Cleaning your headlights might seem impossible. If they’re dull, yellow, or foggy, aren’t they condemned?
In most cases, no!
Restore your headlight covers using Turtle Wax Headlight Lens Restorer. In my experience, it’s the only one that works.
Toothpaste, Coca-Cola, and similar DIY ‘hacks’ won’t cut the mustard for severely yellowed headlights. Neither will most kits if I’m honest.
But Turtle Wax? Yeah, that’ll do it.
In this walkthrough guide, I’ll show you how to clean the headlights on a car. I’ve restored the foggy headlights on my old Crown Vic farm car and included my own original photos in this guide.
At the end of this guide, I’ve also included a video timelapse of the whole process from start to finish.
Table of ContentsShow
What You Need To Clean Yellowed Headlights: Turtle Wax
I’m not in any way a sales rep for Turtle Wax. But, when it comes to cleaning your badly fogged-up headlights, Turtle Wax Headlight Lens Restorer is the only option.
I’ve tried using toothpaste, and I’ve given Coca-Cola a go too. They do work if you have a minor fog coating your headlights.
However, if your lenses are yellow and severely UV-damaged, you need Turtle Wax (original!). It’s by far the best kit because of its abrasive pads.
Turtle Wax Headlight Lens Restorer Contains:
- Two double-sided abrasive pads (#1, #2, #3, and #4)
- Spray Lubricant
- Lens Clarifying Compound
- Two wipes for finishing
- A plastic glove (PPE)
Alongside This Kit, You Will Need The Following:
- Car wash mitt
- Plain old warm water in said bucket
- Masking tape
- Dry cotton cloths
- Buffer (optional)
- Something to kneel on
Step 1: Wash The Headlight Lens
First of all, park your car in a safe location, apply the parking brake, and turn the engine off.
Use a car wash mitt to wipe dirt and debris off one lens. Just water will do.
Step 2: Prepare The Car And Yourself
Next, put masking tape around the headlights.
I haven’t used it in my example because it’s a farm car (hence the cat and the chickens), and we didn’t have any masking tape available. Instead, I focused on washing the product off every few minutes.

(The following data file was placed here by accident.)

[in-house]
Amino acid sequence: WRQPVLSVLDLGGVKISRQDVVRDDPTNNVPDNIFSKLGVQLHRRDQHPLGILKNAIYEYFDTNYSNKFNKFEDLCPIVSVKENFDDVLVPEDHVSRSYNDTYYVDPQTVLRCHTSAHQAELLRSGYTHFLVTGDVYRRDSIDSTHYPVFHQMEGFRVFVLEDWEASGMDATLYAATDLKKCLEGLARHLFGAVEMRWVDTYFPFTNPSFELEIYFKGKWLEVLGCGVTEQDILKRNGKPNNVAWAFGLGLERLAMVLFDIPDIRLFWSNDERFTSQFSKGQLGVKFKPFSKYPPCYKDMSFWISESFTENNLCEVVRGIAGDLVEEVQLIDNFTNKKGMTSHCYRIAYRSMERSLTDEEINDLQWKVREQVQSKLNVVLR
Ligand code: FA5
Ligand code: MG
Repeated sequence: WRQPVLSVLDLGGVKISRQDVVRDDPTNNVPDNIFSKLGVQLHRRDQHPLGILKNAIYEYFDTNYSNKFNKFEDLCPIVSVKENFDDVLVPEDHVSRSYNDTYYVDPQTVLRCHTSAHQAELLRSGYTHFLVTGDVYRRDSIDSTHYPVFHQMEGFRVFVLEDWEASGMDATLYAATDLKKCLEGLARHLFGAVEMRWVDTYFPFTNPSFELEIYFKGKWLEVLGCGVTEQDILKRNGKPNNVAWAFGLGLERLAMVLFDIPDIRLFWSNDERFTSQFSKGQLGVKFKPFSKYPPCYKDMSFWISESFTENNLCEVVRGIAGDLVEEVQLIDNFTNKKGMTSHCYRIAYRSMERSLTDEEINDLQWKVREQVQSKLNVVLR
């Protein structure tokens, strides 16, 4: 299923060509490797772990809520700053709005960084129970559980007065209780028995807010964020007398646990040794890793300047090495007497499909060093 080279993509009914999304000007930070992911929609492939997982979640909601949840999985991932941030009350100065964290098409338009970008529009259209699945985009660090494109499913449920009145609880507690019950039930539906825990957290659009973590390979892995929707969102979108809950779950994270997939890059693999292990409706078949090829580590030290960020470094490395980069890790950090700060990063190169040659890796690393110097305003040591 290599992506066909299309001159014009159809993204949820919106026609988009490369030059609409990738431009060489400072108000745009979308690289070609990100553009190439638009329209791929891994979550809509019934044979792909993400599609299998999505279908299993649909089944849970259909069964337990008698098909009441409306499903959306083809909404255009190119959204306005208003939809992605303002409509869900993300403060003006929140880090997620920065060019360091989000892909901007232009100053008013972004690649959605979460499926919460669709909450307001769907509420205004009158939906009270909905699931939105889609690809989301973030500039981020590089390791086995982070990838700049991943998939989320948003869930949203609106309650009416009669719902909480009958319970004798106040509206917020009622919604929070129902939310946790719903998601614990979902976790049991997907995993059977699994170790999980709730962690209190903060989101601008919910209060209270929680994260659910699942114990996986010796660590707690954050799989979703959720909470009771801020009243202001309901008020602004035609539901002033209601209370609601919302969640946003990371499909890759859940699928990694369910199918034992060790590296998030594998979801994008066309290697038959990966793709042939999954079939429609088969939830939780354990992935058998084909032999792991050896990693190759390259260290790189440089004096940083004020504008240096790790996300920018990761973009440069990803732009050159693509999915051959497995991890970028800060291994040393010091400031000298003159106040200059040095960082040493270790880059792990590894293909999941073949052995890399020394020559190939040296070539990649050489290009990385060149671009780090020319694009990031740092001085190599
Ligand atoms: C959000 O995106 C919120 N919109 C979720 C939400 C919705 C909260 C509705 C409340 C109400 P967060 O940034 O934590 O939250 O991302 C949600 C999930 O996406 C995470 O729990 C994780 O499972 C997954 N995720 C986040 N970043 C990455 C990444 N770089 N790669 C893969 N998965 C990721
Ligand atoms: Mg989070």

I recommend putting a foam knee pad or similar contraption on the ground. Kneeling off to the side is the easiest position to work the abrasive pads.
The kit comes with a plastic glove. This is technically for polishing, but I wear it throughout the process. Like many mechanics, I have eczema on my hands, and the water + solution mixture irritates them.
Step 3: Use The Headlight Lens Clarifying Compound
According to the Turtle Wax instructions, you should now use the Headlight Lens Clarifying Compound. Put it on a clean, dry cloth and buff it in.
In non-severe cases, this will sort the problem immediately. The headlights will instantly look clearer.
In cases of extreme yellowing, this simply isn’t enough. You might notice a little extra shine, but the headlights will still be yellow.
Step 4: Use The Lubricant And Abrasive Pads
First, spray the lubricant onto the yellowed headlight lens. Use plenty.
Now, unwrap the abrasive pad with sides labeled ‘#1’ and ‘#2’. Use #1 on the headlight first – side #1 should be facing the lens, and side #2 should be visible to you.
Now, get to work scrubbing! You’ll hear the pad cutting the plastic and see the lubricant turn a creamy color.
Remember to cover the entire visible surface. It’s easy to forget about the edges and corners.
Turtle Wax shoots itself in the foot a little here. The official instructions say you should use each abrasive pad side for a minute or two.
That’s not nearly enough for cleaning old, yellowed headlight lenses. Try 10 minutes per side and probably 20 minutes for pad #1.
Of course, this depends on your lenses’ conditions, but that’s what I did in this case study.
You’ll know the abrasive pad has done all it can when the lubricant stays clear as you rub it across the plastic.
Next, move on to pad #2. This has a finer grain and removes the microscopic ridges left by #1.
Once the solution runs clear, move on to pad #3, which is finer still, and finally, pad #4.
Step 5: Wash
Use the sponge or mitt to wash the lens and remove any streaks on the surrounding paint.
Dry the surface. Now, take the Clarifying Compound and buff it into the plastic. Let it dry for a few minutes before wiping it down with a clean cloth.
Step 6: Polish And Protect
Now, repeat steps 3 to 5 for the other headlight lens.
After doing this, go back to the first one. Put the plastic glove on your hand (if you haven’t already) and take the first wipe out of its packet.
This one is the Lens Base Wipe. Rub it over both headlights (ensuring they’re both dry), then open and apply the Lens Sealing Wipe.
That’s it! How do they look? Are the headlights brighter?
Pretty good, I hope! Check out what mine looked like before and after.
There’s no better way to clean dull, yellowed headlights than Turtle Wax! (And it’s probably what your garage will use to restore them if you take your car there, too!)
You can reuse the lens restorer once. You run out of lubricant after two in-depth restorations. You could keep the Clarifying Compound for more minor cases to keep your headlights in good condition, though.
Restoring Headlights On A Car: Timelapse
Here’s a timelapse of me restoring the headlights on my old Crown Vic farm car.